It may be difficult, but by following guidance on social distancing, or staying at home, you are helping to protect yourself, your family, the NHS and your community.
During this time, you may be bored, frustrated or lonely. You may also feel low, worried, anxious, or be concerned about your health or that of those close to you. Everyone reacts differently to events and changes in the way that we think, feel and behave vary between different people and over time. It’s important that you take care of your mind as well as your body and to get further support if you need it.
The new government guidance on mental health and wellbeing provides advice on how to look after your mental health and wellbeing during the Coronavirus outbreak. You can download the guidance from the GOV.UK website.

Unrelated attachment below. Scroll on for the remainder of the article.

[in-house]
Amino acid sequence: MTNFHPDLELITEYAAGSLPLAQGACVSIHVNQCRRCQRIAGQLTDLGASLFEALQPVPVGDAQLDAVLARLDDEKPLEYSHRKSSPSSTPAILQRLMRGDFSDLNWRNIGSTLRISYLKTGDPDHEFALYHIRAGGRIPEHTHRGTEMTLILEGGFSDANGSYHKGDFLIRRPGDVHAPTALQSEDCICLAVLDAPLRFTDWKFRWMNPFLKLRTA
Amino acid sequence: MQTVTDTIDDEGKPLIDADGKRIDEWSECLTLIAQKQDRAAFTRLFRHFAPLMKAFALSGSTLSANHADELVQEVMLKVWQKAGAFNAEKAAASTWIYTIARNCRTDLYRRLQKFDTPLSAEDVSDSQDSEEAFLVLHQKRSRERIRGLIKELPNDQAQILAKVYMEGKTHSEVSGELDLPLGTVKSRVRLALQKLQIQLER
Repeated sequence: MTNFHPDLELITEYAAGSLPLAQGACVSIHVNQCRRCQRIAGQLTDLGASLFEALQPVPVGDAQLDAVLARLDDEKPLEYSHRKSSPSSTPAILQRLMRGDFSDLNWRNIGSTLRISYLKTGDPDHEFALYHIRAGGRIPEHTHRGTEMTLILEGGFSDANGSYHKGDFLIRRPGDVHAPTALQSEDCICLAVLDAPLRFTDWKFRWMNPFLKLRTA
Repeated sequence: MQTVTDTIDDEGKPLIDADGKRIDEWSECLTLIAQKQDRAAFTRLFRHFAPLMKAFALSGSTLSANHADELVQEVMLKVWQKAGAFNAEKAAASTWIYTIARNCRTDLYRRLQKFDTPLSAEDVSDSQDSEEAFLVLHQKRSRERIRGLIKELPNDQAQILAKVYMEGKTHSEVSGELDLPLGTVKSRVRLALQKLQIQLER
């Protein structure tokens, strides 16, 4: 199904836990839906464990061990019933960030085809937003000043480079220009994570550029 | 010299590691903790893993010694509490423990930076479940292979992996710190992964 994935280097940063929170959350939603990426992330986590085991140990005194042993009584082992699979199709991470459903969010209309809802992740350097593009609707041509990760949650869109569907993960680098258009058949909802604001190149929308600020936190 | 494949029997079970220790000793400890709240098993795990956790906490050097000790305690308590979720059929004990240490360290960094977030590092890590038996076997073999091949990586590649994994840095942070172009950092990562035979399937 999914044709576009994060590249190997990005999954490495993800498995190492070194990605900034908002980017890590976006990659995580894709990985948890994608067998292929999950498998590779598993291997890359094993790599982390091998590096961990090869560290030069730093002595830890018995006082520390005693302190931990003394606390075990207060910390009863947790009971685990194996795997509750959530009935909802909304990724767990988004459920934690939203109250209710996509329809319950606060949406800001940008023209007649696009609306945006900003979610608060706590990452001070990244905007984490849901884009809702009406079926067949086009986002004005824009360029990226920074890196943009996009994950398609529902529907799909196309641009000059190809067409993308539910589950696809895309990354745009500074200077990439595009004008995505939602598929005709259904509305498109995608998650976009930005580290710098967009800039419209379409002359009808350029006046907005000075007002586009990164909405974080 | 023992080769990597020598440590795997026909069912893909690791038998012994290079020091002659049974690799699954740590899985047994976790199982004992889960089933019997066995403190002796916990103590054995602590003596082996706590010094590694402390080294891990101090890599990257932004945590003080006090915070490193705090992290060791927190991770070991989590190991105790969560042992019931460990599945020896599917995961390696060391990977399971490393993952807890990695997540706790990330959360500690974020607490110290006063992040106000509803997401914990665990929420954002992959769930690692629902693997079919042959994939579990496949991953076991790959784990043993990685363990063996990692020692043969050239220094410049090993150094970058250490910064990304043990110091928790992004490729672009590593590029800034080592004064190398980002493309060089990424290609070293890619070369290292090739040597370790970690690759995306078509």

The guidance includes ideas of what can help your mental health and wellbeing. Ideas include:
- Consider how to connect with others
- Help and support others
- Talk about your worries
- Look after your physical wellbeing
- Look after your sleep
- Try to manage difficult feelings
- Manage your media and information intake
- Get the facts
- Think about your new daily routine
- Do things you enjoy
- Set goals
- Keep your mind active
- Take time to relax and focus on the present
- If you can, once a day get outside, or bring nature in
If you feel you are lacking the support you need, the NHS UK website has a list of NHS approved mental health helplines that you can call.
The new guidance outlines advice for staying at home and includes information on where you can get further support on a range of mental health difficulties. It includes information for those with a learning disability, those with autism, older people and those with dementia.